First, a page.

The move includes merit as the sole criterion for medical admissions, say experts.(Imagesbazaar)
Amendments made in the relevant regulations of Medical Council of India require the designated authority at the state/union territory level to do counselling for all medical institutions in the state, including those established by the Central government, state government, university, deemed university, trust, society, company, minority institutions or corporations.
The counselling for all-India quota seats at undergraduate and postgraduate levels will continue to be conducted by the Directorate General of Health Services, MoHFW.
Experts say that this move will help make the admission process more transparent and curb the alleged practice of capitation fee (donations) charged by colleges. According to Dr KK Aggarwal, national president-elect, Indian Medical Association, the students will not have to apply to multiple agencies for admission in the same state. “Moreover, it is necessary to conduct common counselling after NEET. Without common counselling, the purpose of having a common entrance test is defeated,” he says.
The notification of state governments as the appropriate authority and single window for allocation of seats for UG (MBBS); PG (MD/MS/diploma) and super speciality (DM/MCh) is a welcome step and logical course to implementation of NEET as a single window entrance, says Dr Bipin Batra, executive director, National Board of Examinations.
“On December 5, 2016, the Central government had issued an advisory to this effect to all states and on January 24, 2017, all state governments had participated in a video conference chaired by the union health secretary to spearhead this reform. This includes merit as the sole criterion for admissions. Students will no longer have to fill multiple application forms and run around for various institute/s and university counselling sessions. Since the scheme is notified under these regulations, it is mandatory and binding on all institutions covered under the scope of Indian Medical Council Act,” he says.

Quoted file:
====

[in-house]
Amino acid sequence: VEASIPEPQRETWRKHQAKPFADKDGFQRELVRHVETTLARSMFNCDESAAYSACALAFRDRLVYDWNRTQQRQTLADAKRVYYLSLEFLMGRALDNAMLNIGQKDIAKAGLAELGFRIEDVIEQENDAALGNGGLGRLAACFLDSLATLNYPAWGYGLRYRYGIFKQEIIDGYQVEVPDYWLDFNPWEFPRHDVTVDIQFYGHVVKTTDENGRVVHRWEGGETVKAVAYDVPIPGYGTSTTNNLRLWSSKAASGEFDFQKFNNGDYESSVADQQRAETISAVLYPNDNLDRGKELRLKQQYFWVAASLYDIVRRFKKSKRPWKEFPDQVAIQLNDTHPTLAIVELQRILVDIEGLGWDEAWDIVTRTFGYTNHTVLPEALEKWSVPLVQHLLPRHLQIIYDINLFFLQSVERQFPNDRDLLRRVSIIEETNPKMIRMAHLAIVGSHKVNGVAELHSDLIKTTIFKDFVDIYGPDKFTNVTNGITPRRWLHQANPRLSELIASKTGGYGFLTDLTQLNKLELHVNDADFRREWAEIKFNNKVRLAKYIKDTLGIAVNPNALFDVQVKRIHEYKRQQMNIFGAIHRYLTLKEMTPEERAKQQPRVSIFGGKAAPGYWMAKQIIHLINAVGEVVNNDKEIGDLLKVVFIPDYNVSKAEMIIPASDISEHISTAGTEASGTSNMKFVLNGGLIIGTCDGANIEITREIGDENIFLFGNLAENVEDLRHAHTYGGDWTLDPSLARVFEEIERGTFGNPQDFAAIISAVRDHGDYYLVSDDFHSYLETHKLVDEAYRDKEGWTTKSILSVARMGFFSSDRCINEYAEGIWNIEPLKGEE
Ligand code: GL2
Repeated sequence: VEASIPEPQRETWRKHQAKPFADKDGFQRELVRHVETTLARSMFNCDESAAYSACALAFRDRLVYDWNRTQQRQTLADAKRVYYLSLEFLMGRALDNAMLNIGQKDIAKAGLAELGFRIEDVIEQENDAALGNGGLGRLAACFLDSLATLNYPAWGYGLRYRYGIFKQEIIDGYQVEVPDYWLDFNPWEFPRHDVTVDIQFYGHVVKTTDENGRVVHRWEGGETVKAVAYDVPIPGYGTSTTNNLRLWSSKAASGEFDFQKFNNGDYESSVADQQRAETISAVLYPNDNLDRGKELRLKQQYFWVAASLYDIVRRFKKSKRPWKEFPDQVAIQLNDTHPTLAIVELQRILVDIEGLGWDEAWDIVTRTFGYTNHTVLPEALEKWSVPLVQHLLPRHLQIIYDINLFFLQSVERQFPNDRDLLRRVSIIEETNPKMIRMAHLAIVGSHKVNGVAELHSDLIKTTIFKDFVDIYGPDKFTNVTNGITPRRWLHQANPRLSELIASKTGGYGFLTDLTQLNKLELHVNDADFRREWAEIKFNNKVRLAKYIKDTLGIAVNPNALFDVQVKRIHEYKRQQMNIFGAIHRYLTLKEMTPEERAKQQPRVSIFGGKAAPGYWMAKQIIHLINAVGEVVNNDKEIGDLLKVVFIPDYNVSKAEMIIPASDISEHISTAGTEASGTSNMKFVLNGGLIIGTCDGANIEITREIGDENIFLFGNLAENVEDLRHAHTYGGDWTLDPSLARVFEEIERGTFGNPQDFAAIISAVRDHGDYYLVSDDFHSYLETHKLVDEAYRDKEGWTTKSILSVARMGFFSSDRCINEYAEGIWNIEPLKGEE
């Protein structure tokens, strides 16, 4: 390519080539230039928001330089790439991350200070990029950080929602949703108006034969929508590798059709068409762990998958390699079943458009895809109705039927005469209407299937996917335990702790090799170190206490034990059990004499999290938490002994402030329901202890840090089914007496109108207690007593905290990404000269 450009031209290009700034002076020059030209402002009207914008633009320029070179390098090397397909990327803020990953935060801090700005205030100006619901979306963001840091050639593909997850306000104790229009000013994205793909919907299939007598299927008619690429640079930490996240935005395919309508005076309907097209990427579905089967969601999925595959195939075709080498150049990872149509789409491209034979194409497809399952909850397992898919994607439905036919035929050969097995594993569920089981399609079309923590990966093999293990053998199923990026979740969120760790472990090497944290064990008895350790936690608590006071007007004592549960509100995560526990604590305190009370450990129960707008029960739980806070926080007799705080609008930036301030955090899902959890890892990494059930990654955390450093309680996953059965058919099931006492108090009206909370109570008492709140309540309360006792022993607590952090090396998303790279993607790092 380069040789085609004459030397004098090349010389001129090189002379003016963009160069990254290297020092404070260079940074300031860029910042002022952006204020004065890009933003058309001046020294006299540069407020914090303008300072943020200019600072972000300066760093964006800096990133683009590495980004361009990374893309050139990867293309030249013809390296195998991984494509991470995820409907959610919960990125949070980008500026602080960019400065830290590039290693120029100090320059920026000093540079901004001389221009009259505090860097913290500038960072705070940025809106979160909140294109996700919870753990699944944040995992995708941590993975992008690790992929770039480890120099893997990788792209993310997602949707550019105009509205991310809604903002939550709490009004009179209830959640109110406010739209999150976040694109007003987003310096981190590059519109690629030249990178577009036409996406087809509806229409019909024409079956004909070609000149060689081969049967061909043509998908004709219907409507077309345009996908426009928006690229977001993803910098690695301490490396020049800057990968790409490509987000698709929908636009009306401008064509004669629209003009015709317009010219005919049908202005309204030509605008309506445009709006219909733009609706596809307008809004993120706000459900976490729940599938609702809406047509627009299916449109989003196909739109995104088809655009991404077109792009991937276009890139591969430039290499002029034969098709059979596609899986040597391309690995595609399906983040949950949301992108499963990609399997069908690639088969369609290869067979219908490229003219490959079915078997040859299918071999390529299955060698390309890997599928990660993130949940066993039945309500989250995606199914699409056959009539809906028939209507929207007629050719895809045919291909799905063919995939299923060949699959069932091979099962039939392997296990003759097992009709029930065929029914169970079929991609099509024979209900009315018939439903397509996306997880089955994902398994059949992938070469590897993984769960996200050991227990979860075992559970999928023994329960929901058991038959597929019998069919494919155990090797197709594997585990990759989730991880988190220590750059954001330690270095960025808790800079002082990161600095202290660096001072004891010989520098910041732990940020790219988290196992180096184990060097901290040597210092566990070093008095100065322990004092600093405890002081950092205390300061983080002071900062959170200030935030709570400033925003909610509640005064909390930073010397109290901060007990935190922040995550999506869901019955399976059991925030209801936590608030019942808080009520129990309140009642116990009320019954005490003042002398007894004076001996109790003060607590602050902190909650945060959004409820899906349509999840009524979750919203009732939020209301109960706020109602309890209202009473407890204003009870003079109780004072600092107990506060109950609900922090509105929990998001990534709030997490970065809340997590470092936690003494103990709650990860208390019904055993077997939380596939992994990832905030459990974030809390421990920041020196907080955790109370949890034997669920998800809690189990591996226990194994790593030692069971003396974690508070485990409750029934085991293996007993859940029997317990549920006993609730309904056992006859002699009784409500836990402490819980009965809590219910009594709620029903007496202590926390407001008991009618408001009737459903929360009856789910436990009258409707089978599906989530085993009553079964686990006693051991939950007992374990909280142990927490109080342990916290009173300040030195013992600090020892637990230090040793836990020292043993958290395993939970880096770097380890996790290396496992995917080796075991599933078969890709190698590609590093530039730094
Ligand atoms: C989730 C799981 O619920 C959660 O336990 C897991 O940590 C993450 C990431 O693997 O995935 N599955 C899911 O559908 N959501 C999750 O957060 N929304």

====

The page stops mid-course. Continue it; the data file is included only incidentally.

It will also ensure that each and every medical seat in the country is effectively utilised and that no college is able to charge anything other than the prescribed fees. After NEET UG 2016 was conducted by Central Board of Secondary Education, the ministry in consultation with states and other stakeholders had issued an advisory on August 9, 2016 to the states to preferably conduct combined counselling for admission to MBBS courses for session 2016-17. The University Grants Commission, through a letter dated September 15, 2016, had directed all deemed universities that they will also be part of common counselling for admission in common courses organised either by state government/Central government or through its agencies based on the marks obtained in NEET.
Another advisory for common counselling at the state level was issued in December 2016 for admission to PG courses for the session 2017-18. “The advisories were issued since counselling was not covered under any regulations and the entire admission process had evolved as an administrative mechanism. But now with the amendment notifications in Graduate Medical Education Regulations, 1997 and the Post Graduate Medical Education Regulation, 2000, enabling legal provisions have been made for common counselling,” says a ministry statement.
Doctors and medical students have also welcomed the move. “Though the issue of common counselling for NEET SS needs more clarification, even if it is implemented at the UG/PG levels, centralised counselling will certainly put an end to malpractices during the admission process. It will give a sense of security to the medical aspirants and cut down on unnecessary inconvenience and cost incurred in attending multiple counselling sessions thereby providing equal opportunities to all the candidates. It is another move towards strictly implementing the concept of one India, one exam,” says Dr Akash Mathur, a Jaipur-based doctor who is a NEET SS aspirant.